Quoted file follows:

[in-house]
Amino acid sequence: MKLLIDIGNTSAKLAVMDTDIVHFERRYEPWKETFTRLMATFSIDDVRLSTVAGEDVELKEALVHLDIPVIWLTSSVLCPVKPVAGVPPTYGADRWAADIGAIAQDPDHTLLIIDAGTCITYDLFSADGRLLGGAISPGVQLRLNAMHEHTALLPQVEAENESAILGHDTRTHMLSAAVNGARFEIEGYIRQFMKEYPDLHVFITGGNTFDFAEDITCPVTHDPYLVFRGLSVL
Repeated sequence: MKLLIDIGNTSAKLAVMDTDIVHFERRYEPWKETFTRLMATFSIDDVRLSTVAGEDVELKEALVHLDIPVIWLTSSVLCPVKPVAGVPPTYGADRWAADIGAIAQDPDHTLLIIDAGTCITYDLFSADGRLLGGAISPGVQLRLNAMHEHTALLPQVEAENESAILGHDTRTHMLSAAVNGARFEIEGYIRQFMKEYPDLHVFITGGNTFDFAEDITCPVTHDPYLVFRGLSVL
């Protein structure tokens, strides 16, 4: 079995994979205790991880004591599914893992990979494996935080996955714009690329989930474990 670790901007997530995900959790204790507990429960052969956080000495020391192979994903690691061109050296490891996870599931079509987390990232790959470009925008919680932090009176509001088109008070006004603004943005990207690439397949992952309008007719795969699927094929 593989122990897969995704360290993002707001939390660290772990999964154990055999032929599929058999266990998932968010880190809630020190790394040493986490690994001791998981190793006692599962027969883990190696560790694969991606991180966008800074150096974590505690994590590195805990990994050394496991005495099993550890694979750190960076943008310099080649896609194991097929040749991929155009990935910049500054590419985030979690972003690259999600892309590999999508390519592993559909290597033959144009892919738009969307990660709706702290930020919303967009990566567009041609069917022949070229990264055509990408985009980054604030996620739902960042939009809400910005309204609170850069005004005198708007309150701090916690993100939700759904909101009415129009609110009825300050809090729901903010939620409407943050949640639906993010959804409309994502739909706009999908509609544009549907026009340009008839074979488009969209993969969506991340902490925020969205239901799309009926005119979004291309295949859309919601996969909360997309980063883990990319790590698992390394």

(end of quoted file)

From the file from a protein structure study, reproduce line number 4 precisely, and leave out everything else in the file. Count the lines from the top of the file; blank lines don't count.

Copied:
């Protein structure tokens, strides 16, 4: 079995994979205790991880004591599914893992990979494996935080996955714009690329989930474990 670790901007997530995900959790204790507990429960052969956080000495020391192979994903690691061109050296490891996870599931079509987390990232790959470009925008919680932090009176509001088109008070006004603004943005990207690439397949992952309008007719795969699927094929 593989122990897969995704360290993002707001939390660290772990999964154990055999032929599929058999266990998932968010880190809630020190790394040493986490690994001791998981190793006692599962027969883990190696560790694969991606991180966008800074150096974590505690994590590195805990990994050394496991005495099993550890694979750190960076943008310099080649896609194991097929040749991929155009990935910049500054590419985030979690972003690259999600892309590999999508390519592993559909290597033959144009892919738009969307990660709706702290930020919303967009990566567009041609069917022949070229990264055509990408985009980054604030996620739902960042939009809400910005309204609170850069005004005198708007309150701090916690993100939700759904909101009415129009609110009825300050809090729901903010939620409407943050949640639906993010959804409309994502739909706009999908509609544009549907026009340009008839074979488009969209993969969506991340902490925020969205239901799309009926005119979004291309295949859309919601996969909360997309980063883990990319790590698992390394």